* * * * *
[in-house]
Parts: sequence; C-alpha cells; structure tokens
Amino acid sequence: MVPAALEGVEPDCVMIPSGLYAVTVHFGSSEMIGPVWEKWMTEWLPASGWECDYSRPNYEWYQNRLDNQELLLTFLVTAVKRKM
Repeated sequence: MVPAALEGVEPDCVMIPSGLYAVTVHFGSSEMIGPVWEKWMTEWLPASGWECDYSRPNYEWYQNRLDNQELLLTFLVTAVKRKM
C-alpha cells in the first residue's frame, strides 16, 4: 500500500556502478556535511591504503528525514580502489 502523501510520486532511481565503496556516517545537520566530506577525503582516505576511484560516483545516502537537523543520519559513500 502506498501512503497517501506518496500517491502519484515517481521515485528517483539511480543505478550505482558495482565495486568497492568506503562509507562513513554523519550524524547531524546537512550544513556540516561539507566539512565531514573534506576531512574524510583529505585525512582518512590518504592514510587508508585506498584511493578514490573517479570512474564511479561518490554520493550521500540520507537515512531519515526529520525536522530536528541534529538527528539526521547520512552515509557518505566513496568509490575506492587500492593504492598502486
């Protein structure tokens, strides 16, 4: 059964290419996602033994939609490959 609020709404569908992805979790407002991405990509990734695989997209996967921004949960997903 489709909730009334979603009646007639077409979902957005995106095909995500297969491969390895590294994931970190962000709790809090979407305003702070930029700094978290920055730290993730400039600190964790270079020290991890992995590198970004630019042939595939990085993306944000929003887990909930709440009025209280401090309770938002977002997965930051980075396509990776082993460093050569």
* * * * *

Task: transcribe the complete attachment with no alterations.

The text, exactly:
[in-house]
Parts: sequence; C-alpha cells; structure tokens
Amino acid sequence: MVPAALEGVEPDCVMIPSGLYAVTVHFGSSEMIGPVWEKWMTEWLPASGWECDYSRPNYEWYQNRLDNQELLLTFLVTAVKRKM
Repeated sequence: MVPAALEGVEPDCVMIPSGLYAVTVHFGSSEMIGPVWEKWMTEWLPASGWECDYSRPNYEWYQNRLDNQELLLTFLVTAVKRKM
C-alpha cells in the first residue's frame, strides 16, 4: 500500500556502478556535511591504503528525514580502489 502523501510520486532511481565503496556516517545537520566530506577525503582516505576511484560516483545516502537537523543520519559513500 502506498501512503497517501506518496500517491502519484515517481521515485528517483539511480543505478550505482558495482565495486568497492568506503562509507562513513554523519550524524547531524546537512550544513556540516561539507566539512565531514573534506576531512574524510583529505585525512582518512590518504592514510587508508585506498584511493578514490573517479570512474564511479561518490554520493550521500540520507537515512531519515526529520525536522530536528541534529538527528539526521547520512552515509557518505566513496568509490575506492587500492593504492598502486
């Protein structure tokens, strides 16, 4: 059964290419996602033994939609490959 609020709404569908992805979790407002991405990509990734695989997209996967921004949960997903 489709909730009334979603009646007639077409979902957005995106095909995500297969491969390895590294994931970190962000709790809090979407305003702070930029700094978290920055730290993730400039600190964790270079020290991890992995590198970004630019042939595939990085993306944000929003887990909930709440009025209280401090309770938002977002997965930051980075396509990776082993460093050569």